The white-clawed crayfish is Britain's only native species of crayfish. It will occupy a variety of habitats including streams, rivers, brooks, reservoirs and water-filled quarries. Although abundant in some waterbodies, the white-clawed crayfish has seen a dramatic decline in population in recent decades, primarily due to the presence of non-native species, including the North American signal crayfish that can carry a disease known as 'crayfish plague'.
Due to the decline in white-clawed crayfish numbers, it is now listed on Schedule 5 of the Wildlife and Countryside Act 1981 (as amended) and is also included in Appendix III of the Bern Convention and Annexes II and V of the European Habitats and Species Directive. It is also a Priority Species under the UK Post-2010 Biodiversity Framework. Therefore, if development works are proposed within, or in close proximity to a suitable waterbody, it is important to determine if white-clawed crayfish are present and whether the proposed works will impact on the species.
White-clawed crayfish surveys can be carried out between July and September inclusively. A torchlight survey may be undertaken between April and June; however, other survey techniques are not advised during this period as it is likely to cause harm to the juvenile crayfish.
Depending on the nature of the site and its location, the local biological record centre may initially be contacted to see if there are records of crayfish within the waterbody that may be impacted by the works. Even when there are records of white-clawed crayfish in a watercourse, they are not uniformly spread along the channel and therefore a survey of crayfish presence and population must be conducted on site by a suitably qualified ecologist with an appropriate Natural England crayfish licence. There are a number of survey methods that may be used as appropriate:
The standard survey method used to search for crayfish along a watercourse involves selectively searching potential refuges at a sample location within the water body and completing a habitat assessment. Several sample locations may be required to establish a population estimate (although normally the primary purpose of the survey is to establish presence or presumed absence). Where appropriate, kick sampling using a pond net is also used.
This method involves recording crayfish via torchlight at night. This method results in minimal disturbance to the watercourse, covers a wider area and also covers inaccessible areas compared to manual searches such as refuge sampling.
A passive method using baited traps that are left in situ for no longer than 24 hours at a time. Traps are set in the evening and then retrieved the following morning and any captured white-clawed crayfish are released. This method requires consent from the Environment Agency. Only 'otter friendly' traps are used.
To request a more detailed white clawed crayfish survey information sheet, please email email@example.com.
Following the Survey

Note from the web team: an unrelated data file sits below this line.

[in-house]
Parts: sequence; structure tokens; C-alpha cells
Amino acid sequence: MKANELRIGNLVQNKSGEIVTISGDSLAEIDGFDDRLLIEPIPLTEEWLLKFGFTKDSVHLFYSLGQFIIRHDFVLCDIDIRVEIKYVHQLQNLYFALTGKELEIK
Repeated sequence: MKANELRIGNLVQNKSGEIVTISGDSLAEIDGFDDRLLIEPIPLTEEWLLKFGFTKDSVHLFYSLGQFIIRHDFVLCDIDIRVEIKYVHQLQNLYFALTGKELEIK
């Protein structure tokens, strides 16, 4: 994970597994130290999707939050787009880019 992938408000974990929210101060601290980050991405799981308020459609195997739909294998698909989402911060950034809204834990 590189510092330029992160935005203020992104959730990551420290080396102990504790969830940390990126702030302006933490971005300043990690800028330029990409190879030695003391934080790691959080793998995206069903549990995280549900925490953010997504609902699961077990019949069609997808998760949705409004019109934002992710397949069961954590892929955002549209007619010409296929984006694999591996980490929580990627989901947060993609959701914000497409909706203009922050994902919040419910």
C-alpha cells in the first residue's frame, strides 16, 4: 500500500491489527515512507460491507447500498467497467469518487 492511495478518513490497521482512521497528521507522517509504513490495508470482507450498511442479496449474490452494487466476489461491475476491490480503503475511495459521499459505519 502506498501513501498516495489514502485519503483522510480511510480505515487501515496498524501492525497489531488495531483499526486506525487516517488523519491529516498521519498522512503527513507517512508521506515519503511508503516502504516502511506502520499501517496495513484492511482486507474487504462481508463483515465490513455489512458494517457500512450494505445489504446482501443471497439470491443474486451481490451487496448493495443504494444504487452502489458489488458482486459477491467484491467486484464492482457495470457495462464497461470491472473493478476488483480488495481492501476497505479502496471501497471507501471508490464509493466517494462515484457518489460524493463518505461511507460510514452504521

We will provide a report detailing the results of our survey and any required mitigation as soon as possible following the survey, however; should you have a specific date for submission of a planning application we will do our utmost to accommodate this.
Licensing and Mitigation
Should white-clawed crayfish be present within or in close proximity to a development site, where it is likely that the crayfish will be either disturbed, injured or killed by the proposed works, it may be necessary to translocate the crayfish i.e. moving the white-clawed crayfish from the area to be affected into safe areas of suitable habitat. This will require a conservation licence from Natural England that will require detailed mitigation, compensation and enhancement measures to ensure no adverse impacts to this declining species.
Should a licence be required, EMEC Ecology can apply for this on a client's behalf. EMEC Ecology has the ability to design and implement site-specific mitigation, compensation and enhancement measures that will be suitable for a planning application.
Monitoring the impact of development works is an important part of conservation and should it be required (it is often a stipulation of a licence), EMEC Ecology can monitor the site to see how effective the mitigation has been.
White-clawed Crayfish Survey near Nottingham
Initial survey work at the site revealed the presence of a healthy population of native crayfish and no invasive crayfish species. As the development works would affect the crayfish, EMEC Ecology produced a mitigation strategy for the site, under a conservation licence from Natural England, for the site. Over one hundred white-clawed crayfish were excluded from a target area and translocated to a suitable receptor site prior to the development works. While high risk elements of the works were carried out EMEC Ecology worked closely with the contractors as Ecological Clerk of Works. In conjunction with the translocation of white-clawed crayfish, this project involved the creation and enhancement of suitable crayfish habitat. EMEC Ecology then carried out monitoring over the following two years to determine the success of the scheme.